28 January 2008

Students Motivate Themselves in Environmental Education

K-12 students in Kenya, Paris, or San Diego all have one significant commonality: the environment. What Inconvenient Truth did for raising the bar on environmental education is, without a doubt, “global awareness.” I think whoever watches it, even if they don’t agree with the message, gets a clear picture of how different aspects of the environment are directly connected to our life styles. Every class of my high school students watching that movie have concluded with the question, “What can I do?” Young people today do care about what happens with the environment; yet many feel overwhelmed or powerless in dealing with environmental issues. My experience leads me to believe that the time has arrived to capture their interest with learning experiences to discover appropriate care of tomorrow’s healthy environment, which means providing environmental education that is academically focused and civically pointed.

Service learning contributes to student education, along with building social skills: character building. Service-learning is considered a constructivist approach to teaching and learning. Constructivists (e.g., Brooks & Brooks, 1999) propose that students actively create their own knowledge using real world situations to examine essential concepts in a context that is personally meaningful. Service-learning has been around since for almost 100 years as a method to enhance education. Since the early 1990’s there have been more and more legislative efforts and comprehensive national programs to emphasize and support this learning. Today, there’s a growing interest on the part of educators as more studies point out the cross- curriculum benefits.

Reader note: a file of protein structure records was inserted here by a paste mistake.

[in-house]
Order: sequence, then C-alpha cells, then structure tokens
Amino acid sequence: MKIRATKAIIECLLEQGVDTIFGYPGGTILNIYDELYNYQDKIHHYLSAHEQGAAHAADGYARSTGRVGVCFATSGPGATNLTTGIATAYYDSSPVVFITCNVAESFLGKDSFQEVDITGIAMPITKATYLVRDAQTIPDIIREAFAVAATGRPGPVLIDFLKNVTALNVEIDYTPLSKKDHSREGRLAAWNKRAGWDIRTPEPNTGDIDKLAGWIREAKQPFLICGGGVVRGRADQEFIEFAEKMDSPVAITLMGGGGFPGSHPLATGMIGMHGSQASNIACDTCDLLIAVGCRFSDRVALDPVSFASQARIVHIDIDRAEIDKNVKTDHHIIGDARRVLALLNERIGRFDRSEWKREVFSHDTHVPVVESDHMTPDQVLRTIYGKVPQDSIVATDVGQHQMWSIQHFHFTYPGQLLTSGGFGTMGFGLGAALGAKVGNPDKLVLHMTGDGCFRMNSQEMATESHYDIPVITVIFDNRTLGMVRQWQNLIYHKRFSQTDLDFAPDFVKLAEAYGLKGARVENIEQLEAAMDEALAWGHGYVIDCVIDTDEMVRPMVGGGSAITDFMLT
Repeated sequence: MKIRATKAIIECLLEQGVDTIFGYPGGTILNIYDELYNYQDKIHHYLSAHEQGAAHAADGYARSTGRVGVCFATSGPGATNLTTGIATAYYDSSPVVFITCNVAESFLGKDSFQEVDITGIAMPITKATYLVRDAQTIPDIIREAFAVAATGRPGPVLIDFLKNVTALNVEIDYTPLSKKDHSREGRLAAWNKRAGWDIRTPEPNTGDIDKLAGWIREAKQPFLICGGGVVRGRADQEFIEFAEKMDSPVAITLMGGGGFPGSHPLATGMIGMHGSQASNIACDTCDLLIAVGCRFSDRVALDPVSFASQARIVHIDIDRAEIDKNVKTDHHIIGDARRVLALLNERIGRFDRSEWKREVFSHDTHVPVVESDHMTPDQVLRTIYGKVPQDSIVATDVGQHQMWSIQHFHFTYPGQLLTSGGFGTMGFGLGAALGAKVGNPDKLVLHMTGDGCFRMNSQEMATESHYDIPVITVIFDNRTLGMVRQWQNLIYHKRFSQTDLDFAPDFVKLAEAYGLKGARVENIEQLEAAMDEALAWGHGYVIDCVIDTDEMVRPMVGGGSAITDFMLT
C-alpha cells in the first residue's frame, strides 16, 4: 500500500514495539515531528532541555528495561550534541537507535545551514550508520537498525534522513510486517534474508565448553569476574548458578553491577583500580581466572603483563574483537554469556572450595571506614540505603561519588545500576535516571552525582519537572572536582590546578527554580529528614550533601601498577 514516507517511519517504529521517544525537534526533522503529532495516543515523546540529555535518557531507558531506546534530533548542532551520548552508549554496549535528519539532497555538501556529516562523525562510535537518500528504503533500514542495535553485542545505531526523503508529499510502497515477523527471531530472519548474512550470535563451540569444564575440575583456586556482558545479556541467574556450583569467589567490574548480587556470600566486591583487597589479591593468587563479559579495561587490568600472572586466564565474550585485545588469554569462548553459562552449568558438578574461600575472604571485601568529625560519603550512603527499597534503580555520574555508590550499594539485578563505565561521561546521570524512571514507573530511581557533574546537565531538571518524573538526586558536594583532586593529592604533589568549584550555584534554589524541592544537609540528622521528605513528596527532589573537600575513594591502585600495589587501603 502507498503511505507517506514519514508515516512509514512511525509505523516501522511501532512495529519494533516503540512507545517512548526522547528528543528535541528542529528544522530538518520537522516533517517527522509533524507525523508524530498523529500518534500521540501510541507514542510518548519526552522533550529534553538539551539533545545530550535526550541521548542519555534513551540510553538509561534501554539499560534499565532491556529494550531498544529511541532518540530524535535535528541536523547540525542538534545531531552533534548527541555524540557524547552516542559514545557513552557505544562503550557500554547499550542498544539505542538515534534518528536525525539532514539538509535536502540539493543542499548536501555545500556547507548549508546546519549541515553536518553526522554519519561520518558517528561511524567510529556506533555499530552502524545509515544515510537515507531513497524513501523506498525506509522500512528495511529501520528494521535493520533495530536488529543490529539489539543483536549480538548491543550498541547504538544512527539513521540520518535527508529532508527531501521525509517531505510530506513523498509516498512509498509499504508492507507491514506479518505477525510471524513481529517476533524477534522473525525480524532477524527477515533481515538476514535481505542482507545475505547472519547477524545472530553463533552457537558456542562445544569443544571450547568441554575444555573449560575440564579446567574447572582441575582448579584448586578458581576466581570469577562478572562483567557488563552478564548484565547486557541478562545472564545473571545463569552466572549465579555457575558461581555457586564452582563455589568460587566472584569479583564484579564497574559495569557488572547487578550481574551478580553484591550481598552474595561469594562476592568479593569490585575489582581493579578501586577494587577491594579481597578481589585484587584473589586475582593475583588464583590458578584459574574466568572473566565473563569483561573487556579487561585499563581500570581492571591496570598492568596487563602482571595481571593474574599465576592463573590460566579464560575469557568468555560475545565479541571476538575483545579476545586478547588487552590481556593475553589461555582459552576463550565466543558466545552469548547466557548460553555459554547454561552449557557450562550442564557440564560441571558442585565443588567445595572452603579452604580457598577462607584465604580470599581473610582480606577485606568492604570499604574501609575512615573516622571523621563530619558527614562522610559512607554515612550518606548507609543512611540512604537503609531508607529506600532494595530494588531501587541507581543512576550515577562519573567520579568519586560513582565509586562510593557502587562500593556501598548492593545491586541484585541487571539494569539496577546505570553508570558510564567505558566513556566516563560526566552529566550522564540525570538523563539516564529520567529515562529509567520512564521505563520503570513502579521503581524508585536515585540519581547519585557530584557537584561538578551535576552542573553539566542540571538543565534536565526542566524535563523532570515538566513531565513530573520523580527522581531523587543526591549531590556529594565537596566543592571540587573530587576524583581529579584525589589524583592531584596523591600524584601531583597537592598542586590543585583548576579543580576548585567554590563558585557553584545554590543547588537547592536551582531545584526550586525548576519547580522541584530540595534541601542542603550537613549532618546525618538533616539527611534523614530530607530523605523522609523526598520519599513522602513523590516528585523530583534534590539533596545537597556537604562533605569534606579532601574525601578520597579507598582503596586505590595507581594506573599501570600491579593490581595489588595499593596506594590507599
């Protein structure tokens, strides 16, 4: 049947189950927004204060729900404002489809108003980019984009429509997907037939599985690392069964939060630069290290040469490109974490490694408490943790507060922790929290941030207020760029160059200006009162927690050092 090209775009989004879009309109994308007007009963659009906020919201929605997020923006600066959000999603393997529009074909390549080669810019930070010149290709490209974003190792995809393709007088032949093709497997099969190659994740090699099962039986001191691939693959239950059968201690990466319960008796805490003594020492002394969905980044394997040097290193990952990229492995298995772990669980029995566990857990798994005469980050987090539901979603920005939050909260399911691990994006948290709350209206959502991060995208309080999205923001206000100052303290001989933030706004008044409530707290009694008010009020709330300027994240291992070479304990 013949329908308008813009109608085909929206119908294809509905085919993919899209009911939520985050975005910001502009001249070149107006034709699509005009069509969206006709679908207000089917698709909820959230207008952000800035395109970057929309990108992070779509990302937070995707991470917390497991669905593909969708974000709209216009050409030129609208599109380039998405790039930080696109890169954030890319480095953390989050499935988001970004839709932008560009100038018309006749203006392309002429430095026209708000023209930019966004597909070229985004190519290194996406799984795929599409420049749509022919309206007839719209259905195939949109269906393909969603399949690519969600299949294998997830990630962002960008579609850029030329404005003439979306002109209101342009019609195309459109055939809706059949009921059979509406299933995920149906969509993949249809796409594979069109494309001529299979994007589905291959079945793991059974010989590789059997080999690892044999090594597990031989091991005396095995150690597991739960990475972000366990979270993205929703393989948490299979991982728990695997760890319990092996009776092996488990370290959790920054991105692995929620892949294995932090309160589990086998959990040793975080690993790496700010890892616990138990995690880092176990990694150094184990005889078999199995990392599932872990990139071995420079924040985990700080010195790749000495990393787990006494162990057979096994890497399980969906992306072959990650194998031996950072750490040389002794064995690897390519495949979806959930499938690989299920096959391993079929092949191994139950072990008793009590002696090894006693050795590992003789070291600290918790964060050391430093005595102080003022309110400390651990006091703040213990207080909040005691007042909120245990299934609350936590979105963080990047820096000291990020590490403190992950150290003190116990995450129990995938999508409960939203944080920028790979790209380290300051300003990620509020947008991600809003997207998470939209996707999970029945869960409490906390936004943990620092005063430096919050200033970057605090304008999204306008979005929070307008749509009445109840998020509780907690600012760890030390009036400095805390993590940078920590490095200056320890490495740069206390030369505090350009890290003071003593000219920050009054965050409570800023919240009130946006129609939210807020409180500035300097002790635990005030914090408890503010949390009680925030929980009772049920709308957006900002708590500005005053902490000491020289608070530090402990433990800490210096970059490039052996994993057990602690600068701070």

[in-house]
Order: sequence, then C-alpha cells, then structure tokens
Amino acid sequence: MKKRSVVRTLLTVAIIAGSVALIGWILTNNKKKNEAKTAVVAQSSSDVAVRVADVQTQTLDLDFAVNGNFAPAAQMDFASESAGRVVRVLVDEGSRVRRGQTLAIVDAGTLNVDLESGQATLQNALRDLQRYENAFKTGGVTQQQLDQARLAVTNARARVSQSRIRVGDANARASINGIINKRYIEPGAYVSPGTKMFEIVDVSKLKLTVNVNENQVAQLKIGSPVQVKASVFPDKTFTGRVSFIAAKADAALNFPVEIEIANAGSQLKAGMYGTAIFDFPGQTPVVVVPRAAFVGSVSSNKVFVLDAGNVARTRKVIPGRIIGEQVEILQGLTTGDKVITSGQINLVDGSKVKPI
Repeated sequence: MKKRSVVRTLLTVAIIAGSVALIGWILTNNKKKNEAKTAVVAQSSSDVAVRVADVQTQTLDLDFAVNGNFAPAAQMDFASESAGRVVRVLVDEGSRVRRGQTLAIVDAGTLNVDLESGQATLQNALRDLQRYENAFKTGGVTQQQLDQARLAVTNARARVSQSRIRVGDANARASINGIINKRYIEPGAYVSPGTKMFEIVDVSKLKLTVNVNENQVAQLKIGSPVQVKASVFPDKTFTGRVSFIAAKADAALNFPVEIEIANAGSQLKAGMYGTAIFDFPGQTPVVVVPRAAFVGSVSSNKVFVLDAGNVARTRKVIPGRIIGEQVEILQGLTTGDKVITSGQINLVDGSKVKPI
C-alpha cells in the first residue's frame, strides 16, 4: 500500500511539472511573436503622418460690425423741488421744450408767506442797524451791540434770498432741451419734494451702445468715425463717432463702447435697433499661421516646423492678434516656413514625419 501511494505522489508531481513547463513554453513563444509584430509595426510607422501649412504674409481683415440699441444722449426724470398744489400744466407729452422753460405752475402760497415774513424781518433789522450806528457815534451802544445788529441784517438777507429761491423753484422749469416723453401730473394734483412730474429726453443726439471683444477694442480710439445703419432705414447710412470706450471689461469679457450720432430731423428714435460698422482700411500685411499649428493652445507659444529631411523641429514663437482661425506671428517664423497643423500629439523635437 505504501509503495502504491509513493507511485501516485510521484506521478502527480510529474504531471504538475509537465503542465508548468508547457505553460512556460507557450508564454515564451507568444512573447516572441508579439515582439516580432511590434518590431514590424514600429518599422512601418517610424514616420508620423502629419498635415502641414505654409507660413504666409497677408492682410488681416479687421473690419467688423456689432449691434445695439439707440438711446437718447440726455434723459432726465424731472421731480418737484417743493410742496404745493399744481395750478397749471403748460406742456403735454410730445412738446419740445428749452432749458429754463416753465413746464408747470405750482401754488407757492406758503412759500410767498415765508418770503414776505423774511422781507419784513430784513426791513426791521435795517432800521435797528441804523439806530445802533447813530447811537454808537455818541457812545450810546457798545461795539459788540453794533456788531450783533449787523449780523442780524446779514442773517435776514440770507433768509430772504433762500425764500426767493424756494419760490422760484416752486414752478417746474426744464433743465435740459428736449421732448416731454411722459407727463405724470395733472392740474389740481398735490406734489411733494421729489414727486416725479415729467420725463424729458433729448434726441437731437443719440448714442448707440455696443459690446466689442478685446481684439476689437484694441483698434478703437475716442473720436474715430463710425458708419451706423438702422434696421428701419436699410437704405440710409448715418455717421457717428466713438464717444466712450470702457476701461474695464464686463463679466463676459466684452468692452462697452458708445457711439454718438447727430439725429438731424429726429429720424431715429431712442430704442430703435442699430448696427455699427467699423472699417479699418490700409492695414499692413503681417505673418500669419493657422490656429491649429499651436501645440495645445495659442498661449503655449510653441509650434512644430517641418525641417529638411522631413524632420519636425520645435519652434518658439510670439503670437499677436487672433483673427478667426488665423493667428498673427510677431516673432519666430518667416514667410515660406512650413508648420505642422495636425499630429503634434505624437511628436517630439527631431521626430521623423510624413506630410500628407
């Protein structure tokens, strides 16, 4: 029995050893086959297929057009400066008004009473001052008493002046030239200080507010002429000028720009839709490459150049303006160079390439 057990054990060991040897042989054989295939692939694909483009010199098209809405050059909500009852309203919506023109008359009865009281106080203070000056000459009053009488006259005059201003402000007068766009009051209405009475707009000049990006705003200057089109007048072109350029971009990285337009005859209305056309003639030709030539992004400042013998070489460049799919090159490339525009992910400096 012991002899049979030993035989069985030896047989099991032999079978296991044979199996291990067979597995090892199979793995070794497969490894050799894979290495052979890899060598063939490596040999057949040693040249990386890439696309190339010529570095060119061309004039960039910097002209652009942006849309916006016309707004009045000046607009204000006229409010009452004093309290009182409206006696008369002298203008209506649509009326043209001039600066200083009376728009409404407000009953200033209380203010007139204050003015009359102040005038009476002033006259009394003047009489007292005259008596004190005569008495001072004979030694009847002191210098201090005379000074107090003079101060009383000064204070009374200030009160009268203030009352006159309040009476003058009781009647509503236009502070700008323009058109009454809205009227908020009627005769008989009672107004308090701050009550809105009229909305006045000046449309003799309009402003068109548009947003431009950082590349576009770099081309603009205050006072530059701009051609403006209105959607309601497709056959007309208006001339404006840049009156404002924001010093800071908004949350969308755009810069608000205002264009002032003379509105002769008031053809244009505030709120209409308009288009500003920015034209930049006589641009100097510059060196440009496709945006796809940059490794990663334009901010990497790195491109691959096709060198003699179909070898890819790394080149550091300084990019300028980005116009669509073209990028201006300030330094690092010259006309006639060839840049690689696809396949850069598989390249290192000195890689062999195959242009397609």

Producing projects that combine service learning and environmental education is easily accomplished to fulfill lesson objectives and it can be molded to fit class characteristics. Here are two examples of projects for grades 5-12: A) students in a middle school science class studying the environment help preserve the species of birch trees, local to their area, by raising money to purchase some small birch trees and then plant them at a local park or forested area; B) students concerned with the quality of the environment organize a recycling effort at school by establishing and carrying-out a schedule of regularly picking up recyclable materials from classes and offices; then depositing that material in a campus bin that is picked up by a recycle vendor. There are volumes of benefits for students in a doing project.

Educators have to take the lead in class environmental projects. The teacher has to get them pointed in the right direction, assist them in getting organized, and keep them on track. When I hear my students asking about what they can do, I take their interest down to our local level. We begin talking about ideas to clean up the campus, teaching other students about the environment, or doing some work in the neighborhood. We begin with brainstorming on ideas as a class. The next step is alignment, making a commitment as a class to take some action on at least one project we have discussed. The last step is the most comprehensive because it involves the actual project work. The pivotal point is the students taking control and running the project work, which happens when the teacher becomes a resource or Subject Matter Expert.

Brooks, Jacqueline Grennon, Martin Brooks. In search of understanding: The case for constructivist classrooms. Alexandria, VA; Association for Supervision and Curriculum Development,1999.

No comments: